In April 2015, GREENPRINT 2015/2040 was awarded the 2015 Excellence in Sustainability for a Plan Award from the American Planning Association Sustainable Communities Division. The Mid-South Regional Greenprint and Sustainability Plan (“Greenprint”), a plan to link the Greater Memphis region with 500 miles of greenway trails and 200 miles of bicycle paths, was developed through a planning process led by the Memphis-Shelby County Office of Sustainability. Regional collaboration of this scale toward sustainability is an innovative practice. The plan involved over 3,000 people in a collaborative effort rarely seen in the Mid-South. Since the region does not have a history of planning together, a network of greenspace was viewed as a common interest across urban, suburban, and rural areas of the region. The plan covers 18 municipalities across Shelby County and Fayette County, TN; DeSoto County, MS; and Crittenden County, AR. The development of the Greenprint was guided by a consortium of over 300 individuals representing 82 organizations and jurisdictions from the region. The plan includes a comprehensive framework addressing how the Greenprint can bring broad benefits including improvements to parks and greenspaces, transportation choices, community health, housing and neighborhoods, environmental quality, economic development, quality of life, and social equity. The planning effort concluded upon the publication of the final plan, GREENPRINT 2015/2040, in November 2014.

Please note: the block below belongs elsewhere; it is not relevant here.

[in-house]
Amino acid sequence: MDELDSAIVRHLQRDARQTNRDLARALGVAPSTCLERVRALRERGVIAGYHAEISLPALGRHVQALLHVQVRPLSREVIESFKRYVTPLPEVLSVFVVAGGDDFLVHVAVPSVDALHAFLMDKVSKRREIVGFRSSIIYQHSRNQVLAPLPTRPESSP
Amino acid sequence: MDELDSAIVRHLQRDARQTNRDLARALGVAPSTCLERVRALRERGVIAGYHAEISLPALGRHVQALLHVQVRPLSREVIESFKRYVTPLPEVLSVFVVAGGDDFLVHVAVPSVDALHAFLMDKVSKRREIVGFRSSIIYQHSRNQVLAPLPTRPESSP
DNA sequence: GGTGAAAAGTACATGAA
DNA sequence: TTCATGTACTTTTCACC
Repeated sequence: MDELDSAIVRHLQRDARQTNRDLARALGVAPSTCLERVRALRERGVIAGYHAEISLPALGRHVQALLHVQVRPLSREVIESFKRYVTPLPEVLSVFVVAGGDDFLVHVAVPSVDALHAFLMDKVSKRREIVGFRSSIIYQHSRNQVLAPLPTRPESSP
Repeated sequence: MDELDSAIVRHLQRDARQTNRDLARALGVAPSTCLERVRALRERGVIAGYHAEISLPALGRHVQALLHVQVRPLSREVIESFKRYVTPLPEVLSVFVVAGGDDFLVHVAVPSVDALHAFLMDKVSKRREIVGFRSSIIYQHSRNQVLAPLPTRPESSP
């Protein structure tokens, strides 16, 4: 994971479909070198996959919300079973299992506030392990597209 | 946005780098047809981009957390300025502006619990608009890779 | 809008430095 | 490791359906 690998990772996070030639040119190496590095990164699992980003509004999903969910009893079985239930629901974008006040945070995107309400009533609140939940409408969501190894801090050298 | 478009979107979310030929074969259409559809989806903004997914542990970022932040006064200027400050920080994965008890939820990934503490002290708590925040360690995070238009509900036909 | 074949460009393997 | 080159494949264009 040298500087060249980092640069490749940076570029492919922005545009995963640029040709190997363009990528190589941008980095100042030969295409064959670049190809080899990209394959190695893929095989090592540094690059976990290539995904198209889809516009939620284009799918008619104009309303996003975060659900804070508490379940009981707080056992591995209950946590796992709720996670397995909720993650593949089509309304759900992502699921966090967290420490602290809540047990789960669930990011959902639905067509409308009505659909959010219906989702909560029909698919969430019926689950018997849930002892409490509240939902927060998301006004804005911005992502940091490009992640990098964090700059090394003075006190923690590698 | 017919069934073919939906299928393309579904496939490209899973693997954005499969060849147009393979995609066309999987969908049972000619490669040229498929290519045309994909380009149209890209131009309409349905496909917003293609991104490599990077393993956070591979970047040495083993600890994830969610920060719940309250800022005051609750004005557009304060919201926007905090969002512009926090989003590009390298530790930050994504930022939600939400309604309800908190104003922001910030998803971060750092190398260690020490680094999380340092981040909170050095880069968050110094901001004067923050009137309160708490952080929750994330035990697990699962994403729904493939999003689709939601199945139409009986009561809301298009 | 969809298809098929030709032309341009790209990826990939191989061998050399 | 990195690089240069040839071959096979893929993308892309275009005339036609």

In October 2015, GREENPRINT 2015/2040 was awarded an honor award in the category of "Planning and Analysis: Regional" from the Tennessee Chapter of the American Society of Landscape Architects (TNASLA) and the Outstanding Plan Award from Tennessee Chapter of American Planning Association (TAPA). Read the press release here.
Shelby County Rain Gardens
In October 2015, the Office of Sustainability’s rain garden installation project at the Peggy W. Edmiston Administration Building won a merit award in the category of "Natural Resource Conservation: Sustainable Design" from the Tennessee Chapter of the American Society of Landscape Architects (TNASLA). Partners on this project included Shelby County Engineering, West Section TNASLA, and volunteers. The jury said it is a “great story of community coming together.” Read the press release here.
In April 2015, Memphis-Shelby County was awarded a 4-STAR Community Rating for national excellence in sustainability. The STAR Community Rating System is a robust sustainability rating system for cities, towns, and counties that helps communities evaluate themselves across eight areas related to sustainability, such as built environment, economy and jobs, health and safety, and natural systems. Other 4-STAR communities include: Austin, TX; Portland, OR; and Washington, D.C. Memphis-Shelby County received a score of 419.1, qualifying as a 4-STAR Community recognized for “national excellence.” To learn more about the STAR Community Rating System, visit the STAR Communities website at www.STARcommunities.org.